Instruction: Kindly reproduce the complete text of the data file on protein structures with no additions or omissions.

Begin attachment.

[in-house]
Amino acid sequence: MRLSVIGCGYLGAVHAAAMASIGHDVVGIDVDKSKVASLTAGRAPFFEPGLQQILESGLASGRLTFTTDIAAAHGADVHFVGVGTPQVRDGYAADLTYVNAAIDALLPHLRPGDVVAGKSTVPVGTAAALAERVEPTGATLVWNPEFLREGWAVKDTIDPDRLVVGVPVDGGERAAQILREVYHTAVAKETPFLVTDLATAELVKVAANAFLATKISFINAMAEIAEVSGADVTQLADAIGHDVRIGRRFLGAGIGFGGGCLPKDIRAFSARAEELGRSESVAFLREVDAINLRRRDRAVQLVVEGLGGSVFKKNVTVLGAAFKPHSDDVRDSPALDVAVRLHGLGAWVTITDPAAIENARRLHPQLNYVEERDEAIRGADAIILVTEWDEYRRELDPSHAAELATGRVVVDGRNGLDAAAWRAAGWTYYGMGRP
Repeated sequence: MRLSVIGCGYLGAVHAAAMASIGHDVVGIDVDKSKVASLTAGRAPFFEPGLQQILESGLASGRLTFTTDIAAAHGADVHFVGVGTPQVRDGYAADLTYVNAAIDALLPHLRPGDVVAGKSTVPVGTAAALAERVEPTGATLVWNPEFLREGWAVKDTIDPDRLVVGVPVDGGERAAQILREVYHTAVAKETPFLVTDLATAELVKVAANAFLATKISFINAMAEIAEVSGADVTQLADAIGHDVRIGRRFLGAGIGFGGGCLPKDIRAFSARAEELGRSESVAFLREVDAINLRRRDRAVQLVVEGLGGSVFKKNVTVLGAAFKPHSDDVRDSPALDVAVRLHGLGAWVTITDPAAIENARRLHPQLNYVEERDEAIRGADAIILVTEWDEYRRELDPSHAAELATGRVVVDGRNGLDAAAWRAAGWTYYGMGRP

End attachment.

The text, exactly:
[in-house]
Amino acid sequence: MRLSVIGCGYLGAVHAAAMASIGHDVVGIDVDKSKVASLTAGRAPFFEPGLQQILESGLASGRLTFTTDIAAAHGADVHFVGVGTPQVRDGYAADLTYVNAAIDALLPHLRPGDVVAGKSTVPVGTAAALAERVEPTGATLVWNPEFLREGWAVKDTIDPDRLVVGVPVDGGERAAQILREVYHTAVAKETPFLVTDLATAELVKVAANAFLATKISFINAMAEIAEVSGADVTQLADAIGHDVRIGRRFLGAGIGFGGGCLPKDIRAFSARAEELGRSESVAFLREVDAINLRRRDRAVQLVVEGLGGSVFKKNVTVLGAAFKPHSDDVRDSPALDVAVRLHGLGAWVTITDPAAIENARRLHPQLNYVEERDEAIRGADAIILVTEWDEYRRELDPSHAAELATGRVVVDGRNGLDAAAWRAAGWTYYGMGRP
Repeated sequence: MRLSVIGCGYLGAVHAAAMASIGHDVVGIDVDKSKVASLTAGRAPFFEPGLQQILESGLASGRLTFTTDIAAAHGADVHFVGVGTPQVRDGYAADLTYVNAAIDALLPHLRPGDVVAGKSTVPVGTAAALAERVEPTGATLVWNPEFLREGWAVKDTIDPDRLVVGVPVDGGERAAQILREVYHTAVAKETPFLVTDLATAELVKVAANAFLATKISFINAMAEIAEVSGADVTQLADAIGHDVRIGRRFLGAGIGFGGGCLPKDIRAFSARAEELGRSESVAFLREVDAINLRRRDRAVQLVVEGLGGSVFKKNVTVLGAAFKPHSDDVRDSPALDVAVRLHGLGAWVTITDPAAIENARRLHPQLNYVEERDEAIRGADAIILVTEWDEYRRELDPSHAAELATGRVVVDGRNGLDAAAWRAAGWTYYGMGRP